Russian explorers plunged to the bottom of the world's deepest lake today in a show of Moscow's resurgent ambitions to set new records in science.
The mission to the depths of Siberia's Lake Baikal was led by Artur Chilingarov, a scientist and Kremlin-backed member of parliament who was part of an earlier mission to the North Pole that sparked criticism in the West.
Tucked away in the remote hills of south-east Siberia where Russia borders China and Mongolia, Lake Baikal, the world's deepest and oldest lake, is home to some of the world's rarest types of fish and other water-life.
The mission's twin submersibles - used last year to plant a Russian flag on the North Pole seabed - slipped into the choppy waters just after dawn and descended 1,680 metres to the lake's deepest point, setting a world record for freshwater submersion.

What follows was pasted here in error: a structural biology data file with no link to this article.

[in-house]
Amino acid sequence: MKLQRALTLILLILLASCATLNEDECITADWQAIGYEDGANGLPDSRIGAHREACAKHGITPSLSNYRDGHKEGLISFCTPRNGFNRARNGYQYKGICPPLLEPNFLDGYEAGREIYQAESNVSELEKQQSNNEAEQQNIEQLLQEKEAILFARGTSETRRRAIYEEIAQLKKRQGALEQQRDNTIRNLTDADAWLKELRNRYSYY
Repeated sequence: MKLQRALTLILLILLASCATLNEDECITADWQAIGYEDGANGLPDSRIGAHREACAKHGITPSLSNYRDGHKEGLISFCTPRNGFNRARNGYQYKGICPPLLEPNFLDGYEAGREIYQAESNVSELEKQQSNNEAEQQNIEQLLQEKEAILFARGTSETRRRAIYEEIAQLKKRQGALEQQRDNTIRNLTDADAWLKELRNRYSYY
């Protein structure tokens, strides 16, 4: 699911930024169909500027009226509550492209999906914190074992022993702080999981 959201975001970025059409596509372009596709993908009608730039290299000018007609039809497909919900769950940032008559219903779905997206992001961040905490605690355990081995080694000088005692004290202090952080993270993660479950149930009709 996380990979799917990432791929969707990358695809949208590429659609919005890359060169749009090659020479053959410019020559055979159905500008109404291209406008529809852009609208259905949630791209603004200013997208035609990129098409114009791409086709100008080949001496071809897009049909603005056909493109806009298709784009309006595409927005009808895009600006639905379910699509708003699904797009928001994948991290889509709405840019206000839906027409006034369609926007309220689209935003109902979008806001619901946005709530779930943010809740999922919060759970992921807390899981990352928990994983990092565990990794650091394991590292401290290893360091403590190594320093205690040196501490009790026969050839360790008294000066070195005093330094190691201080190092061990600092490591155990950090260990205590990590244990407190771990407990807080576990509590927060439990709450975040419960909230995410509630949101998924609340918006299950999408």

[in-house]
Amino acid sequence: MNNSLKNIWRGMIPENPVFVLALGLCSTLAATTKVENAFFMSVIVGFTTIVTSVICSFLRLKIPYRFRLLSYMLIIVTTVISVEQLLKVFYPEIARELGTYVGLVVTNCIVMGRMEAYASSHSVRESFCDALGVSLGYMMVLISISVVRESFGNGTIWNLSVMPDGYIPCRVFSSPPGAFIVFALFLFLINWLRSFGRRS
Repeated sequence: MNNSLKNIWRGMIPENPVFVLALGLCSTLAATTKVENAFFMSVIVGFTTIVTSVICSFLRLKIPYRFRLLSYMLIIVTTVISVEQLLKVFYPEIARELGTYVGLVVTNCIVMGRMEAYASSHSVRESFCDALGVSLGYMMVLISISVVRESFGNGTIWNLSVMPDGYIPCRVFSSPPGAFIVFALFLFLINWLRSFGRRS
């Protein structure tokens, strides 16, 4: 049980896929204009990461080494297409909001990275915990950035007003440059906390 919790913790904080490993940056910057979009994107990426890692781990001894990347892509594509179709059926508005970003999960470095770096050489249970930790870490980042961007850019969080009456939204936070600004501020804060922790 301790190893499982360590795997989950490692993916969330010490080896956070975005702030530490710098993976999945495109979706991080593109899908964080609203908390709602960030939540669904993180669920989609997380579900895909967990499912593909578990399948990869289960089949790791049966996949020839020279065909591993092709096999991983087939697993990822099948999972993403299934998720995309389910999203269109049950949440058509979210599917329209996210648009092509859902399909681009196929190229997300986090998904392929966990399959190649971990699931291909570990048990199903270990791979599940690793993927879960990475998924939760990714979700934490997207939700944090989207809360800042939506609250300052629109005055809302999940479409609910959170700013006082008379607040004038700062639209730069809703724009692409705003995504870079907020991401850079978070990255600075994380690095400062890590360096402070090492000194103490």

Each of the bright-red Mir-1 and Mir-2 craft carried three scientists. Chilingarov was with reporters who watched from a mission-control point on a nearby platform.
Russian officials hailed the five-hour expedition, due to take seabed samples and document Baikal's unique flora and fauna, as a new chapter in Russian science.
"This is a world record," Interfax news agency quoted one of the expedition's organisers as saying.
Formed 25 million years ago, Lake Baikal contains 20 per cent of the world's total unfrozen freshwater.
One of its rarities is the Baikal seal - a scientific mystery in a lake lying hundreds of kilometres from the closest ocean.
Russia used Chilingarov's mission to the North Pole to stake a symbolic claim to the energy riches of the region believed to hold vast resources of oil and natural gas that are expected to become more accessible as climate change melts the ice cap.
Canada at the time mocked the expedition and accused Moscow of behaving like a 15th-century explorer.